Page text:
For starters, we rarely ever gave the actors marks to hit. They were free to utilize the space and follow their instincts, to try different things on each take. Many of my favorite moments and scenes came while I, as the A camera operator, had the camera on my shoulder, following the actors around the room, responding to what was unfolding. This is when I felt the most connected to the actors, to the story and the emotions. But what may be invigorating for me is an incredible challenge for the camera crew— there were many shoot days where everything felt caught on the fly. Fortunately, B camera operator DJ Harder was familiar with our style, having been a key part of Afternoon Delight. Huge props must be given to my focus puller Shelly Gurzi and B Camera focus puller Nick Fischer. I would tell them that even if there’s an instant out of focus or they are catching up to the actor, those “mistakes” are in fact part of the language of giving the story its living, breathing, character.

Lighting further supported our goals, namely by keeping gear out of the room, while still maintaining a naturalistic look. We went with big sources such as outside windows (which is my preference, always) with a minimal amount of gear in the room. Not only did this provide the actors with freedom, but it also meant that the camera could look in nearly all directions at any time. On the pilot, we shot all locations. For the series, we were on stage 60% of the time, with the main house and other key locations duplicated as sets. Despite having three stages worth of sets at Paramount, I still wanted to shoot as if we were on location, which meant no fly-away walls or ceilings. We strived to create a very natural look, so that viewers wouldn’t know when we were on stage versus a real location. It was a big challenge, but one that the lighting and grip crew, led by gaffer Jeremy Launais and key grip Joe Macaluso, met admirably.

“the house comes to represent both the future … and the past, as we see flashbacks of Mort leading a double life and the kids unaware that they are growing up in a house full of many secrets”

One set in particular, the Pfefferman family home, provided many creative challenges. The mid-century style house set was massive and had floor to ceiling windows in the main family room as well as a wraparound glass wall along most of the set. The house represents a great deal to the characters. It’s the house the kids all grew up in. In the pilot, we learn that Jeffrey Tambor’s character Mort, the father to the three adult children, wants to sell the house as he prepares to shed his old identity and start living as a transgender woman named Maura. Over the course of the season, the house comes to represent both the future– as eldest daughter Sarah, newly separated from her husband, moves in and attempts a fresh start– and the past, as we see flashbacks of Mort leading a double life and the kids unaware that they are growing up in a house full of many secrets.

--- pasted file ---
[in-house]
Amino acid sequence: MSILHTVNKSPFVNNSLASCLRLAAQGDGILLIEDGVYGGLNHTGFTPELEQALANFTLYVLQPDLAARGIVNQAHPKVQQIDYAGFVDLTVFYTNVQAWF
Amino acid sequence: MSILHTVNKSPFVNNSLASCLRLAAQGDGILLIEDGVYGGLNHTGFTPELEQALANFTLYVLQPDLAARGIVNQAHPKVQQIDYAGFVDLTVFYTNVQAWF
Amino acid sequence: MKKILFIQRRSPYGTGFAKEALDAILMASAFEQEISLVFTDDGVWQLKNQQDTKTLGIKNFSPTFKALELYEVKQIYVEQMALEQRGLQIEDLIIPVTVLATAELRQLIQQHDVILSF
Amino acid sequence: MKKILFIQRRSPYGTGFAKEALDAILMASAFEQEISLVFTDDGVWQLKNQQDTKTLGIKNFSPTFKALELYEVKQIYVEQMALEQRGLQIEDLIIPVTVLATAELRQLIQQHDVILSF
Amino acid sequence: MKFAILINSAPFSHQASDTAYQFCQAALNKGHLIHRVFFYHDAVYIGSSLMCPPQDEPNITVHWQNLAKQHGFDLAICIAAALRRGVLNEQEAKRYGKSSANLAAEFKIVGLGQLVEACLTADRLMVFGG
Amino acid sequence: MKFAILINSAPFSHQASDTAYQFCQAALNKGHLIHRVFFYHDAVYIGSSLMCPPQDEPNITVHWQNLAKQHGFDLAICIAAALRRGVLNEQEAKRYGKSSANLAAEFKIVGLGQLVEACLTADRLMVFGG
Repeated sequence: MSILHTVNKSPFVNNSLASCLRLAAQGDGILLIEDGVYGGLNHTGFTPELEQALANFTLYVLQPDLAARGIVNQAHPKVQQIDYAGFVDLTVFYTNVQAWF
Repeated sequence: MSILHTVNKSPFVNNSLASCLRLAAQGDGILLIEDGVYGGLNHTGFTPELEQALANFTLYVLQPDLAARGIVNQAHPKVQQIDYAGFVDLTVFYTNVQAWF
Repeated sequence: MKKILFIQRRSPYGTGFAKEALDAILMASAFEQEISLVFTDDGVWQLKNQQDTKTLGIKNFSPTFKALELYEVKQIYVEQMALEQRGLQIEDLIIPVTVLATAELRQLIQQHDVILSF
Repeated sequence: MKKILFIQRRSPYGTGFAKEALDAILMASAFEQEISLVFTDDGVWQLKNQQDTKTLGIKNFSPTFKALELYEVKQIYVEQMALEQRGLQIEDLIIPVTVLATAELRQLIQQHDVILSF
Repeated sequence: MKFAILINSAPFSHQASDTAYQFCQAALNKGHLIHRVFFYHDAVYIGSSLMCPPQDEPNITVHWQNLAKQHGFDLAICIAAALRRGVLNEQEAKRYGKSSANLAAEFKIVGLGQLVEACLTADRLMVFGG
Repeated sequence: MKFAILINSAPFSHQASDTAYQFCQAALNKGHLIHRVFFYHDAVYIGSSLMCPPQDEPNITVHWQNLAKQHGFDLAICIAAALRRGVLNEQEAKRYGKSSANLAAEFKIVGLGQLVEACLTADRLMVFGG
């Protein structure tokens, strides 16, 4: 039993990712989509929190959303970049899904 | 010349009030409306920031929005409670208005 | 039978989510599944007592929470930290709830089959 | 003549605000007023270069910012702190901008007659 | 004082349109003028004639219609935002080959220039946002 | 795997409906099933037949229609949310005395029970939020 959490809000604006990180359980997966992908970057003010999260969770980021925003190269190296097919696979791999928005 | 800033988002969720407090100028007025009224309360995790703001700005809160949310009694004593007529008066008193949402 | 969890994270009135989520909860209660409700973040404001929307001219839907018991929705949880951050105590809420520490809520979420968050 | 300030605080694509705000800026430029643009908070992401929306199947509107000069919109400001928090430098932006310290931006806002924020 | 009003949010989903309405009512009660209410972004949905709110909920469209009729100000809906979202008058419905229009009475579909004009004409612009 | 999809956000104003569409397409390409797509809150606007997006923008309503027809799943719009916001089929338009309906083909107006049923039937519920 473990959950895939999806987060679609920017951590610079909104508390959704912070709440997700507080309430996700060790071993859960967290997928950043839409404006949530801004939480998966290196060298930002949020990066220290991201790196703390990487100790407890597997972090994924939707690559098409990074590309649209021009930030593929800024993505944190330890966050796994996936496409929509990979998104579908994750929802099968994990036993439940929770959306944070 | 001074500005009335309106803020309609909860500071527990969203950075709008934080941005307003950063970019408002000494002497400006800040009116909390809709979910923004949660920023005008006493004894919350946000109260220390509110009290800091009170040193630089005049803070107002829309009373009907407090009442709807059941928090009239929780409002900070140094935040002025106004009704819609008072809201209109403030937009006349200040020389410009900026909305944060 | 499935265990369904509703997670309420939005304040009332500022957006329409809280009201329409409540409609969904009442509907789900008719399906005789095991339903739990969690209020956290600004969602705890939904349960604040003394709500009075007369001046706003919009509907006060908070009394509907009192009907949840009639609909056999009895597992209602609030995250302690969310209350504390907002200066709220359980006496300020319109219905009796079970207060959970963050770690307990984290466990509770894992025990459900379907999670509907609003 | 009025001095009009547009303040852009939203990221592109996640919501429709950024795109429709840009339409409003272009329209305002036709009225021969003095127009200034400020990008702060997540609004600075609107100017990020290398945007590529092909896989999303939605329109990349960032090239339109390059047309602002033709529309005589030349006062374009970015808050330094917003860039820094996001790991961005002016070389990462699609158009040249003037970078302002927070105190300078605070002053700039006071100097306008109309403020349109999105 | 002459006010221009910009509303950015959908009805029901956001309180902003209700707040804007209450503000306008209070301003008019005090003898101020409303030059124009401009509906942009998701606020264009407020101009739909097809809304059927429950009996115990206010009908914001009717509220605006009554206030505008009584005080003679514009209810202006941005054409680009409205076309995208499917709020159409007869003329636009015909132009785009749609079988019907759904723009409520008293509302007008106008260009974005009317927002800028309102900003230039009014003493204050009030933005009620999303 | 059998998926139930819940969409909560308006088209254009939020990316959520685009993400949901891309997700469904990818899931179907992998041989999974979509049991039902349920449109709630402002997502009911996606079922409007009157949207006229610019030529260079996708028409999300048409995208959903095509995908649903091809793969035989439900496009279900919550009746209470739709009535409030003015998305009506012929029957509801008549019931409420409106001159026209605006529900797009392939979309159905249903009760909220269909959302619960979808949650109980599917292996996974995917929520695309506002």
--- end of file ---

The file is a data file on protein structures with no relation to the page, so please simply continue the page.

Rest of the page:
Over the course of the season, Jeremy, Joe and I wanted the light to reflect the different story lines of past, present and future. The first conversation we had was about how, even in a house with a huge amount of glass, the legacy of the house, with its many secrets (not just Dad’s) and all the hiding that went on in the family, no direct sun would ever enter the house. In my mind, the sun was diffused by a thick layer of that uniquely Los Angeles haze. This created a soft, ambient light that at times was quite murky and dim, especially as you moved away from the more public areas of the house and toward the bedrooms. In the second half of the season, new life and possibility enters the house as Sarah and her old college girlfriend Tammy reunite, move in and start remodeling. Things get a little brighter and a bit warmer, but in a fairly subtle way. In the flashbacks, there is a warmer look, but also a heaviness to the quality of the light.

The biggest shift occurs in the tenth and final episode of the season. Maura has, over the course of the season, come out to all the family members to varying degrees of acceptance and/or upset. Her need to be free and willingness to risk her family’s love is a deep and significant shift away from the years of hiding and secrets. I wanted us to reflect that dramatic change in the way we lit and filmed the house. Despite the unfortunate circumstances that bring them all together, sunlight pours into the house. The bright sun, however, was not meant to equal happiness. The light is direct, even a bit harsh. It’s meant to be about exposure, shedding light where there used to be shadows. While I can’t say these ideas would consciously translate for viewers, it gave us opportunities to challenge ourselves to help tell the story with light.